Wrap-Around Mortgages Explained: Everything You Need To Know
Lauren Nowacki5-minute read
February 23, 2021
When a buyer can’t qualify for a traditional mortgage, it can make for a rough sale for both the buyer and seller alike. While the situation may seem impossible, there may be another financing option for both parties to close the deal.
A wrap-around mortgage can get the buyer the financing needed to purchase the home and can even make the seller a profit. However, there are several risks involved, so it’s important to know what you’re getting into before using it to buy or sell a home.
What Is A Wrap-Around Mortgage?
A wrap-around mortgage is a home loan that allows the seller to maintain their existing mortgage while the buyer’s mortgage “wraps” around the existing amount owed. As a type of secondary mortgage financing, wrap-around agreements mean that the buyer will make monthly payments directly to the seller, often at a higher interest rate than the original mortgage.
How Wrap-Around Loans Work
In a typical real estate transaction, the buyer purchases the home with a mortgage provided by a mortgage lender. The seller then uses the proceeds of the sale to pay off their existing mortgage on the home.
With a wrap-around mortgage, the seller keeps the existing mortgage on the home, offers seller financing to the buyer and wraps the buyer’s loan into the existing mortgage. In this situation, the seller takes on the role of the lender. The buyer and seller agree to a down payment and loan amount, sign a promissory note that lays out the terms of the mortgage and then the title and deed pass on to the buyer. Though the seller continues to make payments on the original mortgage, they no longer own the home.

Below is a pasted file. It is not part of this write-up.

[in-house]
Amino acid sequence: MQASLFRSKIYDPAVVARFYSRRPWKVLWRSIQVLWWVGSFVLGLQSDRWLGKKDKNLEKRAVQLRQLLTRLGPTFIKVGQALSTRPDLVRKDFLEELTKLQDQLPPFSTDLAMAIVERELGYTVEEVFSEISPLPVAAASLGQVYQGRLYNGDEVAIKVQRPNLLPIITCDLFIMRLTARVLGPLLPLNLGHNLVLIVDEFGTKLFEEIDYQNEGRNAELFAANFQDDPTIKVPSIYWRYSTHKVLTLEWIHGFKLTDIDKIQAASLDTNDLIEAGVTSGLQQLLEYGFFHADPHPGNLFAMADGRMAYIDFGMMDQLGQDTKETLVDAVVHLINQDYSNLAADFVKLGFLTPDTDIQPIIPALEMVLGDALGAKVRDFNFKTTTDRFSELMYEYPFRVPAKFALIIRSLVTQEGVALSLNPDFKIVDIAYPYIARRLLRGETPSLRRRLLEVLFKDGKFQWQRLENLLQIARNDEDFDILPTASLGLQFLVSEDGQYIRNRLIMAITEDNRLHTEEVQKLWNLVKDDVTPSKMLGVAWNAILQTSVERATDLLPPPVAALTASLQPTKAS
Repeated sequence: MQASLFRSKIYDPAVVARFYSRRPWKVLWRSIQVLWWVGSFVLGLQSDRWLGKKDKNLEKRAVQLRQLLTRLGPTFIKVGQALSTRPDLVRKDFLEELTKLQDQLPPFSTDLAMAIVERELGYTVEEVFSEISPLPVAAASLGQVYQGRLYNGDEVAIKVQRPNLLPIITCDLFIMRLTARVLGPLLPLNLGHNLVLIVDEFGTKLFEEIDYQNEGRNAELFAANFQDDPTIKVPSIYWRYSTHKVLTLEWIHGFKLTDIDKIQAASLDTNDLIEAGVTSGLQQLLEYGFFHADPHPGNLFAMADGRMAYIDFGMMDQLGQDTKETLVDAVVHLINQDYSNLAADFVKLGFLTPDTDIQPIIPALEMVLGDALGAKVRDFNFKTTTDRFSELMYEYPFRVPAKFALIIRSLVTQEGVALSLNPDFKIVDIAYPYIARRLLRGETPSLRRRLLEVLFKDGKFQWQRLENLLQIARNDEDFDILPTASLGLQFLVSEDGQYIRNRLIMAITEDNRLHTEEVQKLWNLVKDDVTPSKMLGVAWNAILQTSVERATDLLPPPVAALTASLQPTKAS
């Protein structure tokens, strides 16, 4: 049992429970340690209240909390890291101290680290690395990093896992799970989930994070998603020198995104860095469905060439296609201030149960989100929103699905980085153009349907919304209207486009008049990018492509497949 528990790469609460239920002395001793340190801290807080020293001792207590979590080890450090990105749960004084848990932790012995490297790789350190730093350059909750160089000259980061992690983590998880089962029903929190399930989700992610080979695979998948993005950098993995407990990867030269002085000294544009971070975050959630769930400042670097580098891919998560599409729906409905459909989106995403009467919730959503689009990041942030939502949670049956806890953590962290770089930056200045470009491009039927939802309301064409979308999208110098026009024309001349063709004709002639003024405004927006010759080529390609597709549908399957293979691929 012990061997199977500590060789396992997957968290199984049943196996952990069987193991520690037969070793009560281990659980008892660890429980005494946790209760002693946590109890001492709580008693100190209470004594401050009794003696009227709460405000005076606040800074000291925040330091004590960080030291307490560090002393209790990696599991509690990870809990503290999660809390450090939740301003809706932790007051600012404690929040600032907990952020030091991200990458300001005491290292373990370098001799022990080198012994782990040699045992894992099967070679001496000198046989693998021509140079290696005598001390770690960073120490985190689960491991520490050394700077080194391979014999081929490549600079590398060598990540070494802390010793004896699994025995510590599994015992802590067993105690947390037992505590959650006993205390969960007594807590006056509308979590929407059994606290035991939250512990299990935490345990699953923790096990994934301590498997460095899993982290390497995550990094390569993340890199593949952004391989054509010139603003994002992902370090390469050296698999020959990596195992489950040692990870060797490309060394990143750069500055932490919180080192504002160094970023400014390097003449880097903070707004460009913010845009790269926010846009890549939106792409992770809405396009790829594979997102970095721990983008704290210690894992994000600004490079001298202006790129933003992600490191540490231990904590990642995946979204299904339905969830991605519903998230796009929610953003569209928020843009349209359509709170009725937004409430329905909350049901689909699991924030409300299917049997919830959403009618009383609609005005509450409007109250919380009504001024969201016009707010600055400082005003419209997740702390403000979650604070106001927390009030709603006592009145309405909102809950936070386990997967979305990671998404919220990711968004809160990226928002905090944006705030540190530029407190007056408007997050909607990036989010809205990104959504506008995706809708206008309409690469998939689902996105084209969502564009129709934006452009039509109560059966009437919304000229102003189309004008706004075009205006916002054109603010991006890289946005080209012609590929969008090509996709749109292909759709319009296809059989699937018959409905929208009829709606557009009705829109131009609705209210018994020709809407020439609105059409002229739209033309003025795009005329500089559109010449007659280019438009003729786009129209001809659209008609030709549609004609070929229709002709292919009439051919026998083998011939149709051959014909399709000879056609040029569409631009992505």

The buyer pays the seller a monthly mortgage payment (usually at a higher interest rate), while the seller continues to pay their mortgage payment to the original lender. The wrap-around mortgage takes the position of a second mortgage, or junior lien. Because of this position, the original lender can still foreclose on the house if the seller fails to pay the existing mortgage.
The seller usually pays the original mortgage with the payments they receive from the buyer. Most wrap-around mortgages will have higher interest rates than a conventional mortgage, so the seller will typically make a profit from the second loan.
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Wrap-Around Mortgage Example
Here’s an example of a wrap-around mortgage in use.
Michaela is selling her home for $160,000 and has an existing mortgage balance of $40,000 at a 4% fixed interest rate. She decides to finance a loan for the buyer, Alex, to purchase her home. Both Michaela and Alex agree to a $10,000 down payment and $150,000 wrap-around mortgage from the seller at a 6% fixed interest rate.
Alex pays Michaela monthly for the second mortgage, which Michaela uses to pay off her original mortgage and keeps the difference between the two payments. Thanks to the 2% difference in interest rates, Michaela makes a profit.
Why Would Someone Use A Wrap-Around Mortgage?
Making a profit is one reason a seller may agree to a wrap-around mortgage. Another reason is that these types of loans can help sellers who are having difficulty selling their homes. It helps open up the pool of buyers by making the home accessible to those who don’t qualify for a traditional mortgage.
For buyers, this type of loan can be easier to qualify for and more flexible, helping them purchase a home that otherwise may be unattainable.
The Risks Of Wrap-Around Mortgages